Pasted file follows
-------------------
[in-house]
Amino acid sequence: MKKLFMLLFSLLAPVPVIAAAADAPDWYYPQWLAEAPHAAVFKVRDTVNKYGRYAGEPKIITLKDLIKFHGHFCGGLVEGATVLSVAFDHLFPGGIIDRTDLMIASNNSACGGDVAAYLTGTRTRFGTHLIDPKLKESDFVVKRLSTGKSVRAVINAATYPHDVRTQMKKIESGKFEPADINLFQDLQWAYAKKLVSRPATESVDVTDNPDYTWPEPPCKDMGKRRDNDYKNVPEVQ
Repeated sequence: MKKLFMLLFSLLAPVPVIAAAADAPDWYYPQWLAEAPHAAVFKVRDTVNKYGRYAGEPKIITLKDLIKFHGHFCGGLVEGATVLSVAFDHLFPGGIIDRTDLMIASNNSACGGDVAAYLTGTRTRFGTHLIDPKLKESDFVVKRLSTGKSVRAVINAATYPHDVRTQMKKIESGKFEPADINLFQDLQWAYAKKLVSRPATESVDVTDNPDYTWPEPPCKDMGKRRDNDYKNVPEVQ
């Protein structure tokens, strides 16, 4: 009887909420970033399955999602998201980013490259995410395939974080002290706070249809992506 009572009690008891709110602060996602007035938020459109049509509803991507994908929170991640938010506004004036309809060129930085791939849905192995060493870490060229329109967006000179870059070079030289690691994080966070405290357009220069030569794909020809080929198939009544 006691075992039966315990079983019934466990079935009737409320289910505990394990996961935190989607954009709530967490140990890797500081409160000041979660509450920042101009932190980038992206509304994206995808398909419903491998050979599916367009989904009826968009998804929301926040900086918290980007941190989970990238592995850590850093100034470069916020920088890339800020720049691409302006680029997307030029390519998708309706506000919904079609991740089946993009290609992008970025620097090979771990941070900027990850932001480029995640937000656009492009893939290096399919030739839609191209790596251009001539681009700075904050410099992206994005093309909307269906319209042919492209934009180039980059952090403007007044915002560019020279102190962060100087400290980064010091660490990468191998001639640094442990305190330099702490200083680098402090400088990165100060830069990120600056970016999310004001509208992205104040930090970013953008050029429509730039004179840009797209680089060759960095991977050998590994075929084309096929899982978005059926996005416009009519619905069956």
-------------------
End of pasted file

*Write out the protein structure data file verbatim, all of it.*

[in-house]
Amino acid sequence: MKKLFMLLFSLLAPVPVIAAAADAPDWYYPQWLAEAPHAAVFKVRDTVNKYGRYAGEPKIITLKDLIKFHGHFCGGLVEGATVLSVAFDHLFPGGIIDRTDLMIASNNSACGGDVAAYLTGTRTRFGTHLIDPKLKESDFVVKRLSTGKSVRAVINAATYPHDVRTQMKKIESGKFEPADINLFQDLQWAYAKKLVSRPATESVDVTDNPDYTWPEPPCKDMGKRRDNDYKNVPEVQ
Repeated sequence: MKKLFMLLFSLLAPVPVIAAAADAPDWYYPQWLAEAPHAAVFKVRDTVNKYGRYAGEPKIITLKDLIKFHGHFCGGLVEGATVLSVAFDHLFPGGIIDRTDLMIASNNSACGGDVAAYLTGTRTRFGTHLIDPKLKESDFVVKRLSTGKSVRAVINAATYPHDVRTQMKKIESGKFEPADINLFQDLQWAYAKKLVSRPATESVDVTDNPDYTWPEPPCKDMGKRRDNDYKNVPEVQ
């Protein structure tokens, strides 16, 4: 009887909420970033399955999602998201980013490259995410395939974080002290706070249809992506 009572009690008891709110602060996602007035938020459109049509509803991507994908929170991640938010506004004036309809060129930085791939849905192995060493870490060229329109967006000179870059070079030289690691994080966070405290357009220069030569794909020809080929198939009544 006691075992039966315990079983019934466990079935009737409320289910505990394990996961935190989607954009709530967490140990890797500081409160000041979660509450920042101009932190980038992206509304994206995808398909419903491998050979599916367009989904009826968009998804929301926040900086918290980007941190989970990238592995850590850093100034470069916020920088890339800020720049691409302006680029997307030029390519998708309706506000919904079609991740089946993009290609992008970025620097090979771990941070900027990850932001480029995640937000656009492009893939290096399919030739839609191209790596251009001539681009700075904050410099992206994005093309909307269906319209042919492209934009180039980059952090403007007044915002560019020279102190962060100087400290980064010091660490990468191998001639640094442990305190330099702490200083680098402090400088990165100060830069990120600056970016999310004001509208992205104040930090970013953008050029429509730039004179840009797209680089060759960095991977050998590994075929084309096929899982978005059926996005416009009519619905069956």